• The ALU controller 9902, the interrupt controller 9904, the register controller 9907, and the timing controller 9905 conduct control various operations based on the decoded instruction. Specifically, the ALU controller 9902 generates signals for controlling the drive of the ALU 9901. While the CPU is executing a program, the interrupt controller 9904 processes to determine an interrupt request from an external input/output device or a peripheral circuit on the basis of its priority or a mask state, and processes the request. The register controller 9907 generates an address of the register 9906, and reads/writes a data signal from/to the register 9906 depending on the state of the CPU.
  • The timing controller 9905 generates signals for controlling operation timing of the ALU 9901, the ALU controller 9902, the instruction decoder 9903, the interrupt controller 9904, and the register controller 9907. For example, the timing controller 9905 is provided with an internal clock generator for generating an internal clock signal CLK2 on the basis of a reference clock signal CLK1, and supplies the clock signal CLK2 to the above circuits.
  • In the CPU of this embodiment, a memory circuit having the structure described in any of the above embodiments is provided in the register 9906. The register controller 9907 determines, in response to an instruction from the ALU 9901, whether a data signal is held in the volatile memory section 101 or a date signal is held in the nonvolatile memory section 102 in the memory circuit in the register 9906. When holding date by the volatile memory section 101 is selected, the power is supplied to the memory circuit in the register 9906. When holding date by the nonvolatile memory section 102 is selected, the supply of power to the memory circuit in the register 9906 can be stopped.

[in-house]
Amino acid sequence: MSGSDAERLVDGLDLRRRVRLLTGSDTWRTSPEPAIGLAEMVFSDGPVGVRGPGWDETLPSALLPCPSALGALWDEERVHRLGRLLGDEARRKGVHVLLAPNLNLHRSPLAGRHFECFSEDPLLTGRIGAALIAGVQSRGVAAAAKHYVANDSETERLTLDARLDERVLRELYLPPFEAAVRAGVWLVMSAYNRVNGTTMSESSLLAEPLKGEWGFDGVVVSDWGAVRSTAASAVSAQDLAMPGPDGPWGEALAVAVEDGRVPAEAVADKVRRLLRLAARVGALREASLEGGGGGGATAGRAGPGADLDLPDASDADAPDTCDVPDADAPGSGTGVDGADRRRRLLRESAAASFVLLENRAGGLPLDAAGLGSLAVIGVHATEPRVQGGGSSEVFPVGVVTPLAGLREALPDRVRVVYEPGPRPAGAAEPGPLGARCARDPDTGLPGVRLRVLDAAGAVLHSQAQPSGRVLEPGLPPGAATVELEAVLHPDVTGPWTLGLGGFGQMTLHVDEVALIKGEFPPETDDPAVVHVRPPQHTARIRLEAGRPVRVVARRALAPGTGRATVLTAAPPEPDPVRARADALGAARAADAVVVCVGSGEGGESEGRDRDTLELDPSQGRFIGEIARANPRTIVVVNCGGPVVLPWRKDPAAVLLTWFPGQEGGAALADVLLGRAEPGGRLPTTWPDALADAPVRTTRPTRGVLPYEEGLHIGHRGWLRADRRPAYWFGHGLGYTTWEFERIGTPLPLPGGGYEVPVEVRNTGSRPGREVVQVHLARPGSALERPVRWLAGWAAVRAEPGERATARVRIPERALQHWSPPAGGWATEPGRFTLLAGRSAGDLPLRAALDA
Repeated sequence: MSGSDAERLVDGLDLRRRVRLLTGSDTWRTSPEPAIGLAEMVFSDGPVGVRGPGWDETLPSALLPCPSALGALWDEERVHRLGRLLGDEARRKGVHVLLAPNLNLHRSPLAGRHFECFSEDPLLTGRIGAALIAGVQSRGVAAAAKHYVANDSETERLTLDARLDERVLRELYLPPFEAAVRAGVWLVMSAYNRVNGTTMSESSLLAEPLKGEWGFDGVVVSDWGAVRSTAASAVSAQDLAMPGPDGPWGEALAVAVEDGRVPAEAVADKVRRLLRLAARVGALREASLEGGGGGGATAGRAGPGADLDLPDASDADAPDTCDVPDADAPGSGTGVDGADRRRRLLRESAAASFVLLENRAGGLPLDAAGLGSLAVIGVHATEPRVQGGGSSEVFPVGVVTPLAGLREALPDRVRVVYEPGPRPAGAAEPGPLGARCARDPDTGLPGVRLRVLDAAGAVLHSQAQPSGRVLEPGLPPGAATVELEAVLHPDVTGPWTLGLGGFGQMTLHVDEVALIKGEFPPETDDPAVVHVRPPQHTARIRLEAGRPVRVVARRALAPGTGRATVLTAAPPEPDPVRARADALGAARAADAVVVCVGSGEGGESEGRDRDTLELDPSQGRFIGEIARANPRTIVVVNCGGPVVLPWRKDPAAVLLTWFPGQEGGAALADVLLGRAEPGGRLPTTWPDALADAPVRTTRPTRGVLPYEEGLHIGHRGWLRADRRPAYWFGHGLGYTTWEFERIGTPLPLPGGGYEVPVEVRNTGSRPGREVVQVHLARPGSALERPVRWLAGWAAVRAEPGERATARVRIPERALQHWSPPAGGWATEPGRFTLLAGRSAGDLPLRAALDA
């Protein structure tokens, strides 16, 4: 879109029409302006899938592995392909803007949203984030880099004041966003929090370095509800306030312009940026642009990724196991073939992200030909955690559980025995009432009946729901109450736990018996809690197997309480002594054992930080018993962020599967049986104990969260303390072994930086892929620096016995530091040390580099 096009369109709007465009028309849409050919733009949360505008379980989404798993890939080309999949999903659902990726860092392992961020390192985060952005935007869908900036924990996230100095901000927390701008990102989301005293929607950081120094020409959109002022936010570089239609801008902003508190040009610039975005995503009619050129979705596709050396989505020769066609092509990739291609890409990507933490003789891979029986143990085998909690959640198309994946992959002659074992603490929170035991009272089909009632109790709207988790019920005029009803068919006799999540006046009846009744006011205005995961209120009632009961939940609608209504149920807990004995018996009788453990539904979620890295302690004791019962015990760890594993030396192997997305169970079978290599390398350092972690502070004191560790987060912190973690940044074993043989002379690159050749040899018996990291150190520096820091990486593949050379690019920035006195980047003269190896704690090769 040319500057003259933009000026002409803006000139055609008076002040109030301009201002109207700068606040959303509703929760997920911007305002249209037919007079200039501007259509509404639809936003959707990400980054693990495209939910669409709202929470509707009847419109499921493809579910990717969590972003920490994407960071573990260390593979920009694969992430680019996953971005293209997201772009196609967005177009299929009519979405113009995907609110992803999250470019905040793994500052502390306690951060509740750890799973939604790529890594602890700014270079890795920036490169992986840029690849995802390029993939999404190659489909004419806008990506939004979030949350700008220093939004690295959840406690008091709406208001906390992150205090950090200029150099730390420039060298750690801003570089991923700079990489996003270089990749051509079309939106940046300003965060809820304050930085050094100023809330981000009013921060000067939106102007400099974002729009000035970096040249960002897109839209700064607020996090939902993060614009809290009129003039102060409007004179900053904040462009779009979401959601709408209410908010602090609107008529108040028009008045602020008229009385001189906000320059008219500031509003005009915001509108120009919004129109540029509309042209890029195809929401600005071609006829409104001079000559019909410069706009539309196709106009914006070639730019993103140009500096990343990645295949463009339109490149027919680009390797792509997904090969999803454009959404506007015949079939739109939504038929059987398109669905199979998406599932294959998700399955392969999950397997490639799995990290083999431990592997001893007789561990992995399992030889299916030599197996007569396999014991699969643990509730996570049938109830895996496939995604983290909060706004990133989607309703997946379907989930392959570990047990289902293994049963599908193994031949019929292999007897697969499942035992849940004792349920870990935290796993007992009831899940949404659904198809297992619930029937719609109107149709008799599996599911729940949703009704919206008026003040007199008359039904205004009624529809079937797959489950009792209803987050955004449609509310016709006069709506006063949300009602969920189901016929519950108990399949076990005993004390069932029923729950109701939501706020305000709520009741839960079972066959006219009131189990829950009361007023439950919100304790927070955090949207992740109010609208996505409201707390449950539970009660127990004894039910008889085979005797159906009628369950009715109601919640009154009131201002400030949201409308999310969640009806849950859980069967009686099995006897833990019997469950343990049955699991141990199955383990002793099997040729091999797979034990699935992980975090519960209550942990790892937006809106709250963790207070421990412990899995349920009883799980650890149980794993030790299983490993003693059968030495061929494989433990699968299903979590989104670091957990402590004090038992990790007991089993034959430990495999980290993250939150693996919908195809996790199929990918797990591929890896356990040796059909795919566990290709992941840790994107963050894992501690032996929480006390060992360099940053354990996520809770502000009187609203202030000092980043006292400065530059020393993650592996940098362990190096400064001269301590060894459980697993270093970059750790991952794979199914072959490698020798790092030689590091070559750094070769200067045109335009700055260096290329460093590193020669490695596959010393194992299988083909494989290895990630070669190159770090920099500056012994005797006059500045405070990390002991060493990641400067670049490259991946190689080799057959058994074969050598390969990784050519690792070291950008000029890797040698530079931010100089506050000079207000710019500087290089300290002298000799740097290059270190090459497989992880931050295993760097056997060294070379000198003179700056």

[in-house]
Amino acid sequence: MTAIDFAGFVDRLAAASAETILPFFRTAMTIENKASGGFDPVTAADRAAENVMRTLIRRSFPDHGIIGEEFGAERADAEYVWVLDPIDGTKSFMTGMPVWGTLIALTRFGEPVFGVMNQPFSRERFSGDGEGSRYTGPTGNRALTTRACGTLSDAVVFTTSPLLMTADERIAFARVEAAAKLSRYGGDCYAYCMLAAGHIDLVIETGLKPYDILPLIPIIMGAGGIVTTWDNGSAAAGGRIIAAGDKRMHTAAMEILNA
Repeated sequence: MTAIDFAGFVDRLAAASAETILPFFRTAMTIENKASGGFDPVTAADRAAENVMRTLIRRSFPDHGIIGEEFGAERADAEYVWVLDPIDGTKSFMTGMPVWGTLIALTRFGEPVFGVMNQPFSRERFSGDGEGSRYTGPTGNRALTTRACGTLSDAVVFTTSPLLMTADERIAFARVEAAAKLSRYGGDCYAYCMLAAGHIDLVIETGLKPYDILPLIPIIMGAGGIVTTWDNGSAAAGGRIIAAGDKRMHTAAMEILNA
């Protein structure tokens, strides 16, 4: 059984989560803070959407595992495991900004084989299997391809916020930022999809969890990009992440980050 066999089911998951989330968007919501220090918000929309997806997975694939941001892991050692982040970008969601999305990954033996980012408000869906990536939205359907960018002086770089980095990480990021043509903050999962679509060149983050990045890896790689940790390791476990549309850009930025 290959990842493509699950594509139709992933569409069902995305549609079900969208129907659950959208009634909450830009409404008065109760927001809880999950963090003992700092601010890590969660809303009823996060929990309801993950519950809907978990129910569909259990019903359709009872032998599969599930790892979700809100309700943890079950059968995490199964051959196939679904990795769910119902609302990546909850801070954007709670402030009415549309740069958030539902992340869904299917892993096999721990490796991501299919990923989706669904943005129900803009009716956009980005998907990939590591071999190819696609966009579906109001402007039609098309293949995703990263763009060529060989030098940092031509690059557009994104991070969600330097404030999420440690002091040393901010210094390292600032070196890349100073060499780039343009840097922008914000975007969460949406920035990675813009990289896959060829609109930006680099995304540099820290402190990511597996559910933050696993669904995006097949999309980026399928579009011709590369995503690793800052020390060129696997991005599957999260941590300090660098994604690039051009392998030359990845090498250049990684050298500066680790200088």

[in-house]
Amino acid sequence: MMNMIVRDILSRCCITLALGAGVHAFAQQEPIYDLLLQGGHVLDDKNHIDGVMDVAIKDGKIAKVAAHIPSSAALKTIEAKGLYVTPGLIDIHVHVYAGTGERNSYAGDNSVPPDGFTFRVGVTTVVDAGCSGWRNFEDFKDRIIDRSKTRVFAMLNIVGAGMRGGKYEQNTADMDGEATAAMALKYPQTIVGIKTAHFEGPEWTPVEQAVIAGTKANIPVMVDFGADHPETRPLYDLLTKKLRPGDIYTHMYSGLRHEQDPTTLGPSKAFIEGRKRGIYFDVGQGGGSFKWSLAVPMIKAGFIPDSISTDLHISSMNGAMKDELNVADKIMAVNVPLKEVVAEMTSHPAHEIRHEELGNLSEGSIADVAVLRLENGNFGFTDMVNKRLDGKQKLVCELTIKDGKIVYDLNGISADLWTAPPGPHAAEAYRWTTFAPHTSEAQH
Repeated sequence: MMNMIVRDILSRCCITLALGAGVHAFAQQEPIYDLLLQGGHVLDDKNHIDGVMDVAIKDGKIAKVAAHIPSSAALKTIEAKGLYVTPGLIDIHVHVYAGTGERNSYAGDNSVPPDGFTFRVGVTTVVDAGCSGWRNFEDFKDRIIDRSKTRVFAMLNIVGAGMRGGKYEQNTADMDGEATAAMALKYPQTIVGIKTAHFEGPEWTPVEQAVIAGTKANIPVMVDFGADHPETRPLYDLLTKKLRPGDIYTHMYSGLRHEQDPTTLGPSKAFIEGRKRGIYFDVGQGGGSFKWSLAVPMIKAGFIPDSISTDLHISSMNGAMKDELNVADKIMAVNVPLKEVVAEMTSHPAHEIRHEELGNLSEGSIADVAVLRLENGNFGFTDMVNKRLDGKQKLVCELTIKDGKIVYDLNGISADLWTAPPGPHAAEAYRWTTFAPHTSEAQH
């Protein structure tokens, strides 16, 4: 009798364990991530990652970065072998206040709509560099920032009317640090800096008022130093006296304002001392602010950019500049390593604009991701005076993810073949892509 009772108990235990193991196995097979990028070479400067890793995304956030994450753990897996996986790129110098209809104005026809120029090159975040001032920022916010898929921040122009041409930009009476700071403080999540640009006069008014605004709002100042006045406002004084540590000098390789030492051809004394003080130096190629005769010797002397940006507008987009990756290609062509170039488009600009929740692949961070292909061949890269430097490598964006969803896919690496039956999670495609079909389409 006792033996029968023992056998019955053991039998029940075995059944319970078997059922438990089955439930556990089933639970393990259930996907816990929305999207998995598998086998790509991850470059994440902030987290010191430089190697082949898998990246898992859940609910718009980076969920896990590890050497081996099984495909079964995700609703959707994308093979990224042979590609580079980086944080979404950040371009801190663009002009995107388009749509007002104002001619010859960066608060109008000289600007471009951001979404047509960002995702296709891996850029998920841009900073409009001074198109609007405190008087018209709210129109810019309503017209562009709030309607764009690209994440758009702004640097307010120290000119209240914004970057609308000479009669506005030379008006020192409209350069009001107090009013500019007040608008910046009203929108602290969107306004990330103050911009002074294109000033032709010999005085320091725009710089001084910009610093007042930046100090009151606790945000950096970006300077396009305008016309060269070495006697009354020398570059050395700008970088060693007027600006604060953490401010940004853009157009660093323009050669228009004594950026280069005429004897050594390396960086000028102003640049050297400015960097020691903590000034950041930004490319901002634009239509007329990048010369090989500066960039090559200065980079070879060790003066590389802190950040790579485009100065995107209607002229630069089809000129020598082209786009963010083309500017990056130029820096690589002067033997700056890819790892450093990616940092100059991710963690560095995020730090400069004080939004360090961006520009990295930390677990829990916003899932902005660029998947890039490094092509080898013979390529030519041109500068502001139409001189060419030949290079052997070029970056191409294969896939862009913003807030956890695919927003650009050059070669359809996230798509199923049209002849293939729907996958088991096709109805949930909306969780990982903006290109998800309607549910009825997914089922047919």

• In such a manner, even in the case where the operation of the CPU is temporarily stopped and the supply of power is stopped, a data signal can be held and power consumption can be reduced. Specifically, for example, the operation of the CPU can be stopped while an user of a personal computer does not input a data signal to an input device such as a keyboard, so that the power consumption can be reduced.
  • Although the example of the CPU is described in this embodiment, the signal processing unit of the present invention is not limited to the CPU and can be applied to an LSI such as a microprocessor, an image processing circuit, a digital signal processor (DSP), or a field programmable gate array (FPGA).
  • This embodiment can be implemented in appropriate combination with any of the above embodiments.